But why is the herring quite so popular? It is a rich source of healthy monounsaturated fats, which can prevent atherosclerosis, cardiovascular diseases, high blood pressure, or high cholesterol. It also contains a high amount of protein, with many necessary amino acids not produced by the body itself. However, due to this high fat content, herring is rarely sold fresh – as its preservation and transportation would be very difficult. Raw herring is also called ‘green herring’, referring to both its colour and freshness. Green herring is available almost exclusively by the seaside, and it forms a typical Dutch delicacy called Hollandse Nieuwe, typically eaten with raw onion.
More commonly, herring is processed before being sold, usually dried, smoked, tinned or freshly pickled – particularly in vinegar. In Poland there exist innumerable ways of treating herring, different from region to region, but herring can also be found in practically any shop or supermarket, sold as: Matiasy, Uliki, Bismarck, Rolmops, Moskaliki – all pickled but differing slightly in preparation, be that the concentration of salt, the age or part of fish, or condiments used – as well as Piklingi and Kipery, which are smoked at different temperatures. Such is the importance of the herring in Poland that it is traditionally served as one of the twelve dishes eaten at the Wigilia – or Christmas Eve dinner. Over the years the herring has been present not only on Polish tables, but also in poetry, illustrating its remarkable influence on culture. Thus, for example, in one of the great works of European Romanticism, Dziady, a drama referring to the ancient Slavic feast commemorating the forefathers, Adam Mickiewicz wrote:
“Spodziewam, się, że Panu przez myśl nie przejdzie,
Aby napisać wierszem, że ktoś jadał śledzie(…)”
– Adam Mickiewicz „Dziady” cz.III
(I expect your mind won’t ever be daring/ To consider writing verse on eating herring)
Smoked herring, bloater (cold smoked) or buckling (hot smoked) are also staples of British cuisine, to the point that, according to George Orwell in The Road to Wigan Pier, Emperor Charles V even erected a statue to the inventor of bloaters. In Sweden herring is fermented to make cans of surströmming, which according to a Japanese study has one of the most putrid food smells in the world. Herring soup is a popular alternative there.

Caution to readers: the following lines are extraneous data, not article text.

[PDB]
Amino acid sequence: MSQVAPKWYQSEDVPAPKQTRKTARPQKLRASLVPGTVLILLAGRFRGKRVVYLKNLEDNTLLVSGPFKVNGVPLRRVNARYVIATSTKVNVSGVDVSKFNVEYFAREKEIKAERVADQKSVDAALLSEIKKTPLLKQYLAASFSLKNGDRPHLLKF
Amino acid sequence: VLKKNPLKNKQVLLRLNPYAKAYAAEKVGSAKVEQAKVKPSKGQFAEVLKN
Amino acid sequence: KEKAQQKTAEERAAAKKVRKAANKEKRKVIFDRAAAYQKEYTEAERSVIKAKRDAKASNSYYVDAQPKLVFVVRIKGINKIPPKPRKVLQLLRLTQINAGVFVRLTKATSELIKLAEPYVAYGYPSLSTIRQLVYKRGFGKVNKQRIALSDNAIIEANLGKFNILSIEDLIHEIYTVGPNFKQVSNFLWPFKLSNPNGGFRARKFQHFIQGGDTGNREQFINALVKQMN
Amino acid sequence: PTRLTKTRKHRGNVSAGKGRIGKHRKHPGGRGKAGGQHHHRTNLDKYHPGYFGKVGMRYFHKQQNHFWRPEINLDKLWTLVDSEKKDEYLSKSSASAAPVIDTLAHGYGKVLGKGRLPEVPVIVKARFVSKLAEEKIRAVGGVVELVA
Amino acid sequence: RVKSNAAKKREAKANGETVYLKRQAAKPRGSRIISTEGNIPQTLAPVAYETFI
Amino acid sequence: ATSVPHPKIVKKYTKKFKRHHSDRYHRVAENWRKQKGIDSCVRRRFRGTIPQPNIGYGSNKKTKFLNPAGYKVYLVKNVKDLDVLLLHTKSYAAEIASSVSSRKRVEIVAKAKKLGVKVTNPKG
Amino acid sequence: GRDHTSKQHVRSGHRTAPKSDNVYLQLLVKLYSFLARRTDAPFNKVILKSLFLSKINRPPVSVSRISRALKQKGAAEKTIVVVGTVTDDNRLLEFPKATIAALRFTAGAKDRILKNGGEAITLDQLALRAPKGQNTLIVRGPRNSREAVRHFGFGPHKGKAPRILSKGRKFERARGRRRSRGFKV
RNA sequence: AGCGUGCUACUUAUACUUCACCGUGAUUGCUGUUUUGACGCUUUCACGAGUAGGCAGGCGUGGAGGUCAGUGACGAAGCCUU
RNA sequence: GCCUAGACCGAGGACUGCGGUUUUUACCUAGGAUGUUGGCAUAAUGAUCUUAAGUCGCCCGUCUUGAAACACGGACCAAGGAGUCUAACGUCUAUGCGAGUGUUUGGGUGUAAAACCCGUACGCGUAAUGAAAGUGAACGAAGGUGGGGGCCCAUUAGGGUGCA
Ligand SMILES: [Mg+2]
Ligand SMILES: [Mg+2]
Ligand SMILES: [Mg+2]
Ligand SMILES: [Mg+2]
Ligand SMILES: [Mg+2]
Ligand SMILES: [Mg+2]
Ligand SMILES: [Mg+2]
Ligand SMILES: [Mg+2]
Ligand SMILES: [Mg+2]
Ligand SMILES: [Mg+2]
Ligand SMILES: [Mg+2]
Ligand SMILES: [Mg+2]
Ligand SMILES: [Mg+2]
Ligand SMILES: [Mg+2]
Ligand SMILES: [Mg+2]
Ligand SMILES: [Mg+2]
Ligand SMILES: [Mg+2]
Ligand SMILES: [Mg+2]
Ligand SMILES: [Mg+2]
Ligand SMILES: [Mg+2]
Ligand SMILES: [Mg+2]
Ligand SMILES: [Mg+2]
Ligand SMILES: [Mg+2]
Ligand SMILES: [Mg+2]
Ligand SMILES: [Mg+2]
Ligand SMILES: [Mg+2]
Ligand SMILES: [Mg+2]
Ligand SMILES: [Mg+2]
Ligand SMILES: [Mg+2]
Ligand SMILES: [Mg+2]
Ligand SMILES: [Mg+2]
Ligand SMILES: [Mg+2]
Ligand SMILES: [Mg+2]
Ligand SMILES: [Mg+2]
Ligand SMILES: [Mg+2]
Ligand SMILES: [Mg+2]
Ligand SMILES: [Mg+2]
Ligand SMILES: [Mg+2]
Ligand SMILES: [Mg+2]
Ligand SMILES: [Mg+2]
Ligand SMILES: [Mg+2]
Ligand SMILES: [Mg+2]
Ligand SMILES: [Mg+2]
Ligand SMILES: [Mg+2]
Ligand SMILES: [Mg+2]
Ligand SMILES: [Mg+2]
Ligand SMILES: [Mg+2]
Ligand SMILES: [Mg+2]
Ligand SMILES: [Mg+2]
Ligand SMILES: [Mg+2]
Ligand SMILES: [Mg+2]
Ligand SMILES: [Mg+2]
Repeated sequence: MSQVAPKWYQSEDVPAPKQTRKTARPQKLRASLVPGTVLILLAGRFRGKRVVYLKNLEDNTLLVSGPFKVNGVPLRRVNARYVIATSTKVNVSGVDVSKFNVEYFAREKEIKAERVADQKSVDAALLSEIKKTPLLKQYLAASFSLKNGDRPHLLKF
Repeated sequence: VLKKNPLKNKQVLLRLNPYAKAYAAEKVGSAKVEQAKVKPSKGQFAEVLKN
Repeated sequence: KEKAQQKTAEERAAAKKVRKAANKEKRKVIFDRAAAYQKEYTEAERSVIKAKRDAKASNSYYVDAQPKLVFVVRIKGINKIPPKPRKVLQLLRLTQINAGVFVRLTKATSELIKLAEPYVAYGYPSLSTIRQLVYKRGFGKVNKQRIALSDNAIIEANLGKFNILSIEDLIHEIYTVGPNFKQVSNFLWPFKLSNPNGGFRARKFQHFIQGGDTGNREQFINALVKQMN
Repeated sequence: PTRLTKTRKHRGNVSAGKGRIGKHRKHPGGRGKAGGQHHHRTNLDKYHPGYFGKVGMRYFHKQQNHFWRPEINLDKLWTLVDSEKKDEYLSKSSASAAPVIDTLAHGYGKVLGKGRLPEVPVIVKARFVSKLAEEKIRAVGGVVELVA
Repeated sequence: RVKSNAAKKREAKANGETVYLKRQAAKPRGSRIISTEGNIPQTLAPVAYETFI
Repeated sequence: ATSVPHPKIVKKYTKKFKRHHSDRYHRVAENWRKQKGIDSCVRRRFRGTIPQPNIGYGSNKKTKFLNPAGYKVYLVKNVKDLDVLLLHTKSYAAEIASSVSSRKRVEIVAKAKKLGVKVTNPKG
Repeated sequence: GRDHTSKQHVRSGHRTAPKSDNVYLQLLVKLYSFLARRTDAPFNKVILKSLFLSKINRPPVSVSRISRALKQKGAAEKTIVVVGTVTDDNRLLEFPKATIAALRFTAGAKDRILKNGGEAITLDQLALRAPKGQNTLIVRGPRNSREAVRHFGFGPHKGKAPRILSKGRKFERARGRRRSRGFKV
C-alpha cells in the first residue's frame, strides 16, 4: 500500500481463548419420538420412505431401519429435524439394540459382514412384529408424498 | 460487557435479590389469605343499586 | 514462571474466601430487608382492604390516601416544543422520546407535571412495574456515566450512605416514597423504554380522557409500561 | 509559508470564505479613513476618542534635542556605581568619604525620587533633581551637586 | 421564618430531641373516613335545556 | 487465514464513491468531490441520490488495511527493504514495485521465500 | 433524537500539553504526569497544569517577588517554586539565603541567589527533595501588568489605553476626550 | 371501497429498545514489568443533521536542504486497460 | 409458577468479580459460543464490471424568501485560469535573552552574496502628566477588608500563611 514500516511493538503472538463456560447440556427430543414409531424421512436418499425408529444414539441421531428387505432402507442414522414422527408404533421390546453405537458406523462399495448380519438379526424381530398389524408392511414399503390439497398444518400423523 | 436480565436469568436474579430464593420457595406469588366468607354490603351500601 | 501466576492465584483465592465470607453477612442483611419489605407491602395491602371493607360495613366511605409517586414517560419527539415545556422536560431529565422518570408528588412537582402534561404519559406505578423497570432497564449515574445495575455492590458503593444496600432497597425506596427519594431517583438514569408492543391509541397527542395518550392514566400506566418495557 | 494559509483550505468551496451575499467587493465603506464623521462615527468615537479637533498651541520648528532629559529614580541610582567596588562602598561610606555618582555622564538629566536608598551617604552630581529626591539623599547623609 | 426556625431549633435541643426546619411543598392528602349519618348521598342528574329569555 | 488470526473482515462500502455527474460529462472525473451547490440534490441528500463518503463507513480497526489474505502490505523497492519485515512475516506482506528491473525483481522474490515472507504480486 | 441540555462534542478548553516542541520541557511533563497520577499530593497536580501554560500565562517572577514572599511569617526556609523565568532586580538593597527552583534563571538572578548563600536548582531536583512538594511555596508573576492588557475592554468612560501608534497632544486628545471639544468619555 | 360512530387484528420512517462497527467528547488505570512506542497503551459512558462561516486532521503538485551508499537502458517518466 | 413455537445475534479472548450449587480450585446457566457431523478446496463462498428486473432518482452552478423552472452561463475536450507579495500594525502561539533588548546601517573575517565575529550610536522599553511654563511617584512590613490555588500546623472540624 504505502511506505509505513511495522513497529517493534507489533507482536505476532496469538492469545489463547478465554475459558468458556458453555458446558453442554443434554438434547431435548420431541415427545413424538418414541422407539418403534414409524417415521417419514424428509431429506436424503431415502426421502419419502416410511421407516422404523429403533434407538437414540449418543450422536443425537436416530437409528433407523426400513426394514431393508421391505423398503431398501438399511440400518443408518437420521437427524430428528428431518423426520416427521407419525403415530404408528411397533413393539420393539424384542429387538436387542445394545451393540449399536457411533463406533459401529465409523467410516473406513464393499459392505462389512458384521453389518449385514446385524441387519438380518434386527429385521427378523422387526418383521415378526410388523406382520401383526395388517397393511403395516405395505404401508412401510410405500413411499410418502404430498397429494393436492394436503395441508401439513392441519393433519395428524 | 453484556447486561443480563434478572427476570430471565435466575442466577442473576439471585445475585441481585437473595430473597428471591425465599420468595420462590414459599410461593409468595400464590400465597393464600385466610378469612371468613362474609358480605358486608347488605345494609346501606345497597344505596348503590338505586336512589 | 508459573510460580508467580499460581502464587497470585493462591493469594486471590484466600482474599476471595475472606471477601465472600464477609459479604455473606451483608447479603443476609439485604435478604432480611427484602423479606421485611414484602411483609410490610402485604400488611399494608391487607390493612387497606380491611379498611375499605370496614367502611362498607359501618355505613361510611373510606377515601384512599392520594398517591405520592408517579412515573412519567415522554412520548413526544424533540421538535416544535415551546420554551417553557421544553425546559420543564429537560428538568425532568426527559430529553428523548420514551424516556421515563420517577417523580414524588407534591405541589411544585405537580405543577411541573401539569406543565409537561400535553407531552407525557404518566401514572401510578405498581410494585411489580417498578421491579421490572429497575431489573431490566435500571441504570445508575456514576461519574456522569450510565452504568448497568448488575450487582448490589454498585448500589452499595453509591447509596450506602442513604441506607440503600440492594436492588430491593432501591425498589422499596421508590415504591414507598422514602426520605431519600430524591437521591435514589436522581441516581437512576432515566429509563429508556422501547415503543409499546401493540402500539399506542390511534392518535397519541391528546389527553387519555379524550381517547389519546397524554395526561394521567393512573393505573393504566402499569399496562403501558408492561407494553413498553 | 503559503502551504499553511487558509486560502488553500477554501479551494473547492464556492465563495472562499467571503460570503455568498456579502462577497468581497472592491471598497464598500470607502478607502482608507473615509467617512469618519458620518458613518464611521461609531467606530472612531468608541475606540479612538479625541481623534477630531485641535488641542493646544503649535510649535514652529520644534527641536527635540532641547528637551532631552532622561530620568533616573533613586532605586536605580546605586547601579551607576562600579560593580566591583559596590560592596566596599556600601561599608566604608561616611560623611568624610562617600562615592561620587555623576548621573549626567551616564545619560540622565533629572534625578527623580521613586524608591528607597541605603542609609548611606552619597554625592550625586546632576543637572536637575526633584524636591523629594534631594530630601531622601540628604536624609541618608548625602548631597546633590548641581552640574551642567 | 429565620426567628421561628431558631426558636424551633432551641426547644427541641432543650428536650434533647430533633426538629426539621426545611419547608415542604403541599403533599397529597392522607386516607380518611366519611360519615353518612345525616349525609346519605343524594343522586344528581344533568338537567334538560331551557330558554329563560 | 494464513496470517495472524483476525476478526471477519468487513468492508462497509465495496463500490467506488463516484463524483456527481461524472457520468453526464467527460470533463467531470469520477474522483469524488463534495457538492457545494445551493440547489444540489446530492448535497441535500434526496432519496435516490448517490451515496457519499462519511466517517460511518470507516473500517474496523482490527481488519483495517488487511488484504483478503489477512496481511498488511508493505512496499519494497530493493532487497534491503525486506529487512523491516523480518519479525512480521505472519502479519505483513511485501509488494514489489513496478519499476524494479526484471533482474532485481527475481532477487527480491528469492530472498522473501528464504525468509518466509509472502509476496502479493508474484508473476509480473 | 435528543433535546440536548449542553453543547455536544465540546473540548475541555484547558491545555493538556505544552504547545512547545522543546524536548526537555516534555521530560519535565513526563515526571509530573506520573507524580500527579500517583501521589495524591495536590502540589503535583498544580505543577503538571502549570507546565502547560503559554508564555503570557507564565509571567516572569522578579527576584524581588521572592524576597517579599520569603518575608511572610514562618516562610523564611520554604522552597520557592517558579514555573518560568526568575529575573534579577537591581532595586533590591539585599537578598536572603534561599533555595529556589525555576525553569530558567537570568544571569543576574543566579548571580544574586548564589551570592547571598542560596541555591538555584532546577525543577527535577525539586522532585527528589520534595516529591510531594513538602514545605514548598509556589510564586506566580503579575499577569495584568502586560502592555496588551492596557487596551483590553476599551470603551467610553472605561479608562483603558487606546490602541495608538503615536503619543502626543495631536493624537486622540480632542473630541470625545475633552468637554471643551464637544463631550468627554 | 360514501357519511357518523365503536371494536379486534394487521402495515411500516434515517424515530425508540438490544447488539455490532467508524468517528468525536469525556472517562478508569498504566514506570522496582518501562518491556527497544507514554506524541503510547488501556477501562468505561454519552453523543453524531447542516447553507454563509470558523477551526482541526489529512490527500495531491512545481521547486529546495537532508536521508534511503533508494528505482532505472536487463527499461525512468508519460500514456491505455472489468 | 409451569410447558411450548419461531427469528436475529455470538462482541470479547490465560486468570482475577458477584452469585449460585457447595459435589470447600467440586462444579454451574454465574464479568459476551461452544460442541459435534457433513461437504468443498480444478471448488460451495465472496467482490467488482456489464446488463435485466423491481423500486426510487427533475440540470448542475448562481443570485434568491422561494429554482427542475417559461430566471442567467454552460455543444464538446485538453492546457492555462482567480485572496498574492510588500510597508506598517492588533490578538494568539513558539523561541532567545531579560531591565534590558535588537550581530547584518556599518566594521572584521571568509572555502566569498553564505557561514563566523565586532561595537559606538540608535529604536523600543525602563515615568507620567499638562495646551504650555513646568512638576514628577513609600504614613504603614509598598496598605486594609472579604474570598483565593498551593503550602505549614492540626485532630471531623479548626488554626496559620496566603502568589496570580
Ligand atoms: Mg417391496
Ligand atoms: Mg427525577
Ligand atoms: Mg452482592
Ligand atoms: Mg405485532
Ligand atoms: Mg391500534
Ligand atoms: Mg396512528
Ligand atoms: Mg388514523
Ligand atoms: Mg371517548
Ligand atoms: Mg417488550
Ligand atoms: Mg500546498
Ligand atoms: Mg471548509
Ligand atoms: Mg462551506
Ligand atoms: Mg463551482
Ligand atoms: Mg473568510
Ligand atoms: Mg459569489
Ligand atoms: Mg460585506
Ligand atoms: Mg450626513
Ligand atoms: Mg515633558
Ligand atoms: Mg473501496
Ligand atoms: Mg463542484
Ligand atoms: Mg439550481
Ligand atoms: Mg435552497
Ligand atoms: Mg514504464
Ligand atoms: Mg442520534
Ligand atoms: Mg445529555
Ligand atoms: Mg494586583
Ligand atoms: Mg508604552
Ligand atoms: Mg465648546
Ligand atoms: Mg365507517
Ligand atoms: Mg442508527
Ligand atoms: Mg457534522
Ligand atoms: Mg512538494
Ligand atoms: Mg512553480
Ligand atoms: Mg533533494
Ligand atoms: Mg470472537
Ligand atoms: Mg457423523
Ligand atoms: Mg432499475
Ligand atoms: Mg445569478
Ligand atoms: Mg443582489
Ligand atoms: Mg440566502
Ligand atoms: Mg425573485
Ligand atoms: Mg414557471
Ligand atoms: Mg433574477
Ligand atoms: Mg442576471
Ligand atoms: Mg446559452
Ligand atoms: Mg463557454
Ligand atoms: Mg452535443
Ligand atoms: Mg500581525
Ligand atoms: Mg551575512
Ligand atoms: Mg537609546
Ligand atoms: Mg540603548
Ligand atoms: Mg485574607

The dominance of this fish has been marked also in European languages. In Polish the word Śledź (herring) is used to refer also to the way one plans his course in a sailing regatta – travelling first with the wind and then against it. And who hasn’t heard of the famous red herring – a phrase describing distracting or misleading information. In many parts of 17th century Britain, smoked herrings, which have a very strong odour which masks other smells, were used to train hounds, when no dead animals were at hand to lay a trail with. Thus, by analogy, the phrase came to be used to describe any false trail. In 1807 radical journalist William Cobbett also wrote a presumably fictional story in the Weekly Political Register about how as a boy he had used a red herring as a decoy to deflect hounds which were chasing after a hare. The extended metaphor was used to decry the press, which focused on false information about the supposed defeat of Napoleon, thus allowing itself to be led off the trail of important domestic affairs: “It was a mere transitory effect of the political red-herring; for, on the Saturday, the scent became as cold as a stone.”
With this incredible array of cultural, literary and historical information at hand, we are led to admit one thing. Though it started as food for the poor, consumed for want of better things – do not be fooled by this biggest red herring of all. The herring has a surprisingly rich and influential history, and has grown to become an extremely important part of European cuisine and culture.
Written by Iweta Kalinowska
Communication Trainee at TermCoord